Now, with those buckets established, let me give you my gut-check, ball-park, mental-model numbers of what weekly wishlist numbers look like for games in each of these buckets.

🥉 Bucket #1 = 0 – 40 wishlist / week

🥈 Bucket #2 = 15 – 120 wishlists / week

🥇 Bucket #3 = 100 – 700 wishlist / week

💎 Bucket #4 = 300 – 3000 wishlists / week

Some caveats about the buckets

You will notice that there is a lot of overlap between these buckets. If you earn 400 wishlists a week your game could either be a mild hit or could be yacht-life money.

That is because wishlists cannot predict sales. In those Valve Q&As, they always remind us that even with their complete access to all the metrics across all games, they cannot predict how much a game will sell. 

This is where Goodhart’s law usually comes in. Developers can goose the numbers up, slice them in a way that appeals to their argument and convince themselves that they will become the next hit. 

So be mindful when looking at these numbers. 

I have seen games with weekly wishlist rates at Bucket #4 levels. But at launch, the game had major bugs, or their marketing mis-identified the genre and gameplay, or the game was too difficult, or it looked good in screenshots and trailers but it played janky. The fans revolted (or were apathetic) once they were able to play the game. So, don’t quit your day job if your weekly wishlist rate looks like it might be in Bucket #4. Wait until you launch first.

Also, your current wishlist rates aren’t life sentences. Almost every game starts small and slowly builds an audience and might some day reach Bucket #4. For instance, Peglin definitely earned Bucket #4 money upon release (I wrote a whole blog post about how Peglin earned more than 1 million in its first week.) but in the first 6 months on Steam, it was earning at Bucket #1 and #2 levels. But after launching a demo, they found an audience among streamers who played it over and over and then the game quickly shot up to Bucket #4 weekly wishlist rates.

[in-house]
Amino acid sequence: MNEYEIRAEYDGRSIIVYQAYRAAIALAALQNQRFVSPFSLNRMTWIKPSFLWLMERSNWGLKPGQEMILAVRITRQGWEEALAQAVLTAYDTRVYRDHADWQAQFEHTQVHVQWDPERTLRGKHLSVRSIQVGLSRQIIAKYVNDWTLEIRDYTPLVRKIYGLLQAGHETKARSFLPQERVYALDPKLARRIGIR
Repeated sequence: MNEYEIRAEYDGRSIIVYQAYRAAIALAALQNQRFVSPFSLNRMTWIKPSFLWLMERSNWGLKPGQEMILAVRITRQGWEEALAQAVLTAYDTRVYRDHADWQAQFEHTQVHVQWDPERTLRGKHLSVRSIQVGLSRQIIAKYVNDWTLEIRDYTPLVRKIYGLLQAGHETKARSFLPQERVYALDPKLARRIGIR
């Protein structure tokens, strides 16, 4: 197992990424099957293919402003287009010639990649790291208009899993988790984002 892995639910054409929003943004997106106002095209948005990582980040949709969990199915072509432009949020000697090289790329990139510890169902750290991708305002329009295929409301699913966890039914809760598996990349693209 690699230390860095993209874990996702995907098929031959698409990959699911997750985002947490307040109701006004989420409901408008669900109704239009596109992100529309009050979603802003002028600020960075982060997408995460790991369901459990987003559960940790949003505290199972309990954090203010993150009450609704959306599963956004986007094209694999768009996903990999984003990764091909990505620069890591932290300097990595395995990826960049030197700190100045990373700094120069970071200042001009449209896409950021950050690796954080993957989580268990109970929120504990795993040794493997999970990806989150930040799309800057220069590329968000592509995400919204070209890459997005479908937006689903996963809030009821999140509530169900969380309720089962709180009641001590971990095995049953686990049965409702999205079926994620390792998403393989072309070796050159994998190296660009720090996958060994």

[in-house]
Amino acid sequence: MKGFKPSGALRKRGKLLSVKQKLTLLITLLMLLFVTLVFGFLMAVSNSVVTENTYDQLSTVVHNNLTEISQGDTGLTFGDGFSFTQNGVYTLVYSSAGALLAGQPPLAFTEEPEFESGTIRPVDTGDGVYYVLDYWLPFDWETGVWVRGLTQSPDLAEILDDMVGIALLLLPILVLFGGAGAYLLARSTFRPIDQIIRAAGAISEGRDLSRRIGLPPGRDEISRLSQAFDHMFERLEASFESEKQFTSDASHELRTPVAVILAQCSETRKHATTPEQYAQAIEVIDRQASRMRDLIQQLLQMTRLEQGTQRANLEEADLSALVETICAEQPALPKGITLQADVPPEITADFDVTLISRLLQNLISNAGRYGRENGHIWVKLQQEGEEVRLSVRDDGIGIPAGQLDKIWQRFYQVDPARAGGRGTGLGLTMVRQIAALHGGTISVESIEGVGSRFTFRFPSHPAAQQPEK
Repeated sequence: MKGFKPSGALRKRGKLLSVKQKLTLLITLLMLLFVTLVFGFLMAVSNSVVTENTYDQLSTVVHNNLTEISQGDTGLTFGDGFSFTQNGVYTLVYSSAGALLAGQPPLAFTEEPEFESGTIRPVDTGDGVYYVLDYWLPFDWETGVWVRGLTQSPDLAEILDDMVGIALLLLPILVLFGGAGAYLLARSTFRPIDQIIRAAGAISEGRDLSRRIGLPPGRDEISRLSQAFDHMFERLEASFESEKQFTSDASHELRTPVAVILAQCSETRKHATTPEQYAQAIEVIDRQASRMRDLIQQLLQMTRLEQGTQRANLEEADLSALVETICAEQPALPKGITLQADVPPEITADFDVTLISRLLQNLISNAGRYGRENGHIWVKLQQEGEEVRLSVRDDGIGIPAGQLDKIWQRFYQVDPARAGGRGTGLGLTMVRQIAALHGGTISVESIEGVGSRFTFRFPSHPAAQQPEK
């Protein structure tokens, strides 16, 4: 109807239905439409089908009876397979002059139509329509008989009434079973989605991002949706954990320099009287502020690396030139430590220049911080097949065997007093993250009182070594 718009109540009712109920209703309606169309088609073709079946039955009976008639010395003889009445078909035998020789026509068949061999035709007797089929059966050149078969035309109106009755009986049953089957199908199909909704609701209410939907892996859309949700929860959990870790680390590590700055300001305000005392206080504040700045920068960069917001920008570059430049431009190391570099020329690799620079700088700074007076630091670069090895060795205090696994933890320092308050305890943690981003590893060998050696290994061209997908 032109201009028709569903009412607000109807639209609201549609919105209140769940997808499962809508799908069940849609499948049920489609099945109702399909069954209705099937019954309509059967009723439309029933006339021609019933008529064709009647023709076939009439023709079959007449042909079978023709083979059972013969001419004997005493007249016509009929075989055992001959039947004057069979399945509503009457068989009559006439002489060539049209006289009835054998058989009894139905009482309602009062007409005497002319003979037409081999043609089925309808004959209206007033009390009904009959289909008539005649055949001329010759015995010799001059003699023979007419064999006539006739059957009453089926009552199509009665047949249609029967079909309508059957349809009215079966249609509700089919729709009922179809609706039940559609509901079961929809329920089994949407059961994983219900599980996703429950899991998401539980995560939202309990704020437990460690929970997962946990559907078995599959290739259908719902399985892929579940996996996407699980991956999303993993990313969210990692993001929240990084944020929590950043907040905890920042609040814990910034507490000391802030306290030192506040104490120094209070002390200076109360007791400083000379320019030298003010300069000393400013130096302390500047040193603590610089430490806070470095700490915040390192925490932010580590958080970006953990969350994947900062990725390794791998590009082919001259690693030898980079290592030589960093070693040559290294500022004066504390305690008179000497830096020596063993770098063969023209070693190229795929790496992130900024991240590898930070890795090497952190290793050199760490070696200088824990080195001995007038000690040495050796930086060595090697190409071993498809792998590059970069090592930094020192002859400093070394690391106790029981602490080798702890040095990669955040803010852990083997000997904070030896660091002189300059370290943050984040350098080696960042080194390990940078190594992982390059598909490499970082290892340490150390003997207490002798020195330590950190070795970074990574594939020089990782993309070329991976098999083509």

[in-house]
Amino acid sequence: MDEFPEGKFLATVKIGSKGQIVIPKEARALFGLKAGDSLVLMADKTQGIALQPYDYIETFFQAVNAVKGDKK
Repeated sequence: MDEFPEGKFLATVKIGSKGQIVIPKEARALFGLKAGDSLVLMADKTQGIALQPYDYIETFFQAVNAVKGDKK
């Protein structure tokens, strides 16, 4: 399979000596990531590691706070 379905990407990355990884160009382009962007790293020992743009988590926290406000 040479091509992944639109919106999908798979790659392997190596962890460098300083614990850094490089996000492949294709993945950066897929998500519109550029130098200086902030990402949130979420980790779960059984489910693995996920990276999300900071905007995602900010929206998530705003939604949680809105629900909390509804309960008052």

If you have marketed your game very very hard for months and months, and have put out a demo, and reached out to streamers, and entered festivals, and you got high wishlist spikes, but the wishlist rate quickly settles back down to low Bucket #1 levels, that could be a sign that sales aren’t going to be great.

If your game’s resting rate has never reached Bucket #3 or #4 levels, and usually is at Bucket #1 levels, you probably are not going to be earning “F#CK you money.” I am sorry.

What can be done to fix this?

Next week I will be deep diving into specific factors to see what could be causing some games to be at Bucket #4 vs Bucket #1 weekly rates. 

Unfortunately, in the end, I think it comes down to the game. Love is mercurial and there is no simple formula of Character + Genre + Setting + Art Style + Music = $$$.

The alchemy of these elements mixed in one way is a hit, but mixed up in another way is a bomb. It is frustrating and confusing. If you want to read more I wrote a blog post about why some games are feathers and some are bowling balls.

Sorry to end on a downer. 

But, just know that if you are stuck in Bucket #1 or #2 land, keep at it. The game you are working on now might never reach the #3 or #4 levels. But, careers are long. It is possible to get to Bucket #3, #4 with the right game. I have seen it. I have talked to people who have done it and they are quite normal, quite down to earth. It is elusive but amazingly fun when it happens.